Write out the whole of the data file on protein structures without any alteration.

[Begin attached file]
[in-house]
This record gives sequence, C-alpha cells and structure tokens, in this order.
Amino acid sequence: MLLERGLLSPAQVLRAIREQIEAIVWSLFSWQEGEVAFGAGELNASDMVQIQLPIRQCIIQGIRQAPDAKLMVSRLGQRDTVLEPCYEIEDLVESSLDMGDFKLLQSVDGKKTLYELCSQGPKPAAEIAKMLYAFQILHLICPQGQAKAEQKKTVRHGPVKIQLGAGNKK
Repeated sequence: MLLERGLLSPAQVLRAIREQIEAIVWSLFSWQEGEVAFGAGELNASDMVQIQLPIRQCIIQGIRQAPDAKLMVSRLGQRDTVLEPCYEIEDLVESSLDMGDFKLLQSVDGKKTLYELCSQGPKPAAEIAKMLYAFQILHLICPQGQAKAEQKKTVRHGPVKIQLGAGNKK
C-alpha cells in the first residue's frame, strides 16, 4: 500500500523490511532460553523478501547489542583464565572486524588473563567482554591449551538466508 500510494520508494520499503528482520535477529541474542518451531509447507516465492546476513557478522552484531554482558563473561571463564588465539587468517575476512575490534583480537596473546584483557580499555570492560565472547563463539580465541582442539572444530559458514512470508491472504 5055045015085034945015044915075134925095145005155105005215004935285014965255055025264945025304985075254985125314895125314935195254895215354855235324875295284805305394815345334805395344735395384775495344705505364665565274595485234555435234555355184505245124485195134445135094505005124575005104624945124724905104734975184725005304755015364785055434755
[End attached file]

[in-house]
This record gives sequence, C-alpha cells and structure tokens, in this order.
Amino acid sequence: MLLERGLLSPAQVLRAIREQIEAIVWSLFSWQEGEVAFGAGELNASDMVQIQLPIRQCIIQGIRQAPDAKLMVSRLGQRDTVLEPCYEIEDLVESSLDMGDFKLLQSVDGKKTLYELCSQGPKPAAEIAKMLYAFQILHLICPQGQAKAEQKKTVRHGPVKIQLGAGNKK
Repeated sequence: MLLERGLLSPAQVLRAIREQIEAIVWSLFSWQEGEVAFGAGELNASDMVQIQLPIRQCIIQGIRQAPDAKLMVSRLGQRDTVLEPCYEIEDLVESSLDMGDFKLLQSVDGKKTLYELCSQGPKPAAEIAKMLYAFQILHLICPQGQAKAEQKKTVRHGPVKIQLGAGNKK
C-alpha cells in the first residue's frame, strides 16, 4: 500500500523490511532460553523478501547489542583464565572486524588473563567482554591449551538466508 500510494520508494520499503528482520535477529541474542518451531509447507516465492546476513557478522552484531554482558563473561571463564588465539587468517575476512575490534583480537596473546584483557580499555570492560565472547563463539580465541582442539572444530559458514512470508491472504 5055045015085034945015044915075134925095145005155105005215004935285014965255055025264945025304985075254985125314895125314935195254895215354855235324875295284805305394815345334805395344735395384775495344705505364665565274595485234555435234555355184505245124485195134445135094505005124575005104624945124724905104734975184725005304755015364785055434755